The mechanical part of the design was realized without disturbances, using already established capabilities of the AutoMedPrint system, known from previous studies and implementations. The orthosis was successfully manufactured out of PLA material in a total time of approximately 10 h (approximately 5 h per part). Other mechanical parts—the housing of the controller and its cover—were also manufactured without any errors and successfully assembled.
For proper assembly of the controller to the user’s upper limb, additional straps and pockets were added, to secure the orthosis and controller in place, as well as provide the possibility of mounting the powerbank.
The electronic part was also manufactured without significant problems. Several iterations were required before all the controller components started to work properly. Considerable problems were encountered in the operation of the wireless module (losing connection), inertial measurement unit (frequent drifts in recorded rotation values), and small touch joystick (improper functioning). However, these problems were solved in several attempts and they did not affect the performance of the controller in tests or the operation of the VR application. The fully assembled orthosis with a controller is shown in Figure 11.

3.2. VR Application Building Results

The created application ultimately consists of several levels. At the very beginning, a tutorial is available, which the user can skip. Then the user moves to the room (Figure 12), where the main part of the game begins. There he is informed about the purpose of the game by a virtual character (named “Damini” in the game) and can move to the first round, which begins with a short warm-up of the whole body by avoiding obstacles approaching the user. Then the patient’s task is to pull down the ropes located in the house in front of him (Figure 13). Points are counted separately for the left and right hands, and the final score is their average.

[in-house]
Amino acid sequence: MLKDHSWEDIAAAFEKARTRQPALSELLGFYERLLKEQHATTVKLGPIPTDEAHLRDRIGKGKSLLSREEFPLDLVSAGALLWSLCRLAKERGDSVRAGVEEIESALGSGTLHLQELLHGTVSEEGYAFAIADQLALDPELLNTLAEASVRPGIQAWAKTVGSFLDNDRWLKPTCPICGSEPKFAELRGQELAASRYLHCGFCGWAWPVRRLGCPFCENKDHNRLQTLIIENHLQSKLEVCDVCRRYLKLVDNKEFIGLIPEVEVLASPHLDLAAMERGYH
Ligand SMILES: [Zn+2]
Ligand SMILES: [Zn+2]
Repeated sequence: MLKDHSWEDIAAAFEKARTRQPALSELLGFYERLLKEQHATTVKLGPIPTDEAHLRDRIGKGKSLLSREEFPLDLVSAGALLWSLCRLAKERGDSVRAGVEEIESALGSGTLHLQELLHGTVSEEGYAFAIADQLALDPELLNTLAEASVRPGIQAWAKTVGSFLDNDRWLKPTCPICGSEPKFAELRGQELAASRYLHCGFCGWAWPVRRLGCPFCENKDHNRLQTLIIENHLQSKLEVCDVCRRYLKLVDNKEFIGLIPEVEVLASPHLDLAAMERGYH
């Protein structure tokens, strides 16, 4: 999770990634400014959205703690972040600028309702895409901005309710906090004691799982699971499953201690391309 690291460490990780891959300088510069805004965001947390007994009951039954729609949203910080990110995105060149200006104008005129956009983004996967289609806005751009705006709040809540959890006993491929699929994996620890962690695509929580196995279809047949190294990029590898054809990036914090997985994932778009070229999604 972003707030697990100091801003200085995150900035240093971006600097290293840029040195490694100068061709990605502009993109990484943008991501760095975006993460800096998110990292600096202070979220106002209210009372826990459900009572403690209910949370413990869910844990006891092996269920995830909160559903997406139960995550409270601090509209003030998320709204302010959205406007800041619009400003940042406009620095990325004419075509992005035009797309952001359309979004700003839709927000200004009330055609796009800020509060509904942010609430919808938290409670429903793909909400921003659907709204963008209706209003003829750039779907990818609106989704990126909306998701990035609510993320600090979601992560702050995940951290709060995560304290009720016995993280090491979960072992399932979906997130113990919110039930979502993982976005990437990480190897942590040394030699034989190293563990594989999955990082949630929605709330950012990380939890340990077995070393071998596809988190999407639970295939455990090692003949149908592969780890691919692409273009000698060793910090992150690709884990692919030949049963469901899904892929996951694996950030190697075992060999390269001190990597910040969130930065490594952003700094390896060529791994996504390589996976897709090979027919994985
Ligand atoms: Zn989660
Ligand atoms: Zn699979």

The elbow joint exercise stage begins in the dungeon (Figure 14). As in the previous stage, the prompts for completing the round are located on the walls. Here the user, making a move similar to throwing a bowling ball, must knock down enemies approaching him. Points are counted analogously to shoulder exercises.
Wrist exercises are performed in a small garden (Figure 15). In this case, the patient’s task is to pick fruit from bushes and trees by rotating their wrists within them, and then throw them into a box. Both fruit picking and successful hits are scored. Finally, a burning table appears, whose flames must be extinguished with a flick of the wrist.
The last of the rounds—finger exercises—takes place in a museum (Figure 16). Forty-one chaotically moving candles appear in front of the user, which must be caught and crushed. The last candle breaks a glass with hammers, which must be used to break a platter on the other side of the room.

3.3. User Test Results

Almost all the users were able to complete the application and realize all the activities, to some extent. One of the 12 users was not feeling well before the test and needed to cease it after the second room, but was however able to complete the survey and evaluate the application. The controllers (on both hands) operated properly, and the users were able to quickly learn about their operation, to properly realize the exercises contained in the specific rooms.
The results of completing the exercises (time in minutes), together with final evaluation of the complete VR system by its test users is presented in Figure 17.
Detailed results of the survey are presented in Table 1 and Table 2, as well as in diagrams in Figure 18 and Figure 19.
The main observations of the testing results can be summarized as below:
  • The average evaluation of the whole VR system by all test users is 4.45 in 5-point scale. Most assessments were 4 or 5, confirmed by positive opinions expressed by test participants, regardless of age and background. This means that the system was generally met with a favorable reception.